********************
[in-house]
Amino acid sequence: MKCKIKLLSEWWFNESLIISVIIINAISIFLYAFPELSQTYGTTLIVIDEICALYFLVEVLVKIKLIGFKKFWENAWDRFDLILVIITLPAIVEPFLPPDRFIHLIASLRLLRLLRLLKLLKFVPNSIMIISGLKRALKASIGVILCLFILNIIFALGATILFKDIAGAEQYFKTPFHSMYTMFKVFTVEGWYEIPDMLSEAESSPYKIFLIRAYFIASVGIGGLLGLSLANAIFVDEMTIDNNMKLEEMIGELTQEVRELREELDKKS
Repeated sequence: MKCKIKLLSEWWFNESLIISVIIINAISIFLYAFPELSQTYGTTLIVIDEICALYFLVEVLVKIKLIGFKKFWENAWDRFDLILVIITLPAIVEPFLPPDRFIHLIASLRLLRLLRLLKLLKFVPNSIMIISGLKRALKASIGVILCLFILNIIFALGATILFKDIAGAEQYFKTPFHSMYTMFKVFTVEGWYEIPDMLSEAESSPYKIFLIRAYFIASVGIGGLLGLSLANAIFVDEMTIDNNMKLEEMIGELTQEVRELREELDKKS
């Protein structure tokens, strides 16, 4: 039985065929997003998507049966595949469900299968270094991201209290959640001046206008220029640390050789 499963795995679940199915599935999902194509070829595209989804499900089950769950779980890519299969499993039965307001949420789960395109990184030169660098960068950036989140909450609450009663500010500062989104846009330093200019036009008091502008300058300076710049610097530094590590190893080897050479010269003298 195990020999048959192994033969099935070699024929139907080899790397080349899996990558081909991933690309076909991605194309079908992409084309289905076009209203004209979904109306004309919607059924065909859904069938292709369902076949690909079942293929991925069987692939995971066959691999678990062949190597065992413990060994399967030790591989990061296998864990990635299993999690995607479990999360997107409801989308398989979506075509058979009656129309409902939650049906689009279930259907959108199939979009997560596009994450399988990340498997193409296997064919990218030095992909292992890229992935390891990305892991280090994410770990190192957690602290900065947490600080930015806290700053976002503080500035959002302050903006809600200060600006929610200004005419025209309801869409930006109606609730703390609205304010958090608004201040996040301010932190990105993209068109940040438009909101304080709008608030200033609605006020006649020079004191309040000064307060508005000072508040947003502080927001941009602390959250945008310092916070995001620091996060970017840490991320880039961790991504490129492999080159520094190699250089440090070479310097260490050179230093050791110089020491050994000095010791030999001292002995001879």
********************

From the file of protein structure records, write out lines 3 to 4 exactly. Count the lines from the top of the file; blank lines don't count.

Repeated sequence: MKCKIKLLSEWWFNESLIISVIIINAISIFLYAFPELSQTYGTTLIVIDEICALYFLVEVLVKIKLIGFKKFWENAWDRFDLILVIITLPAIVEPFLPPDRFIHLIASLRLLRLLRLLKLLKFVPNSIMIISGLKRALKASIGVILCLFILNIIFALGATILFKDIAGAEQYFKTPFHSMYTMFKVFTVEGWYEIPDMLSEAESSPYKIFLIRAYFIASVGIGGLLGLSLANAIFVDEMTIDNNMKLEEMIGELTQEVRELREELDKKS
């Protein structure tokens, strides 16, 4: 039985065929997003998507049966595949469900299968270094991201209290959640001046206008220029640390050789 499963795995679940199915599935999902194509070829595209989804499900089950769950779980890519299969499993039965307001949420789960395109990184030169660098960068950036989140909450609450009663500010500062989104846009330093200019036009008091502008300058300076710049610097530094590590190893080897050479010269003298 195990020999048959192994033969099935070699024929139907080899790397080349899996990558081909991933690309076909991605194309079908992409084309289905076009209203004209979904109306004309919607059924065909859904069938292709369902076949690909079942293929991925069987692939995971066959691999678990062949190597065992413990060994399967030790591989990061296998864990990635299993999690995607479990999360997107409801989308398989979506075509058979009656129309409902939650049906689009279930259907959108199939979009997560596009994450399988990340498997193409296997064919990218030095992909292992890229992935390891990305892991280090994410770990190192957690602290900065947490600080930015806290700053976002503080500035959002302050903006809600200060600006929610200004005419025209309801869409930006109606609730703390609205304010958090608004201040996040301010932190990105993209068109940040438009909101304080709008608030200033609605006020006649020079004191309040000064307060508005000072508040947003502080927001941009602390959250945008310092916070995001620091996060970017840490991320880039961790991504490129492999080159520094190699250089440090070479310097260490050179230093050791110089020491050994000095010791030999001292002995001879």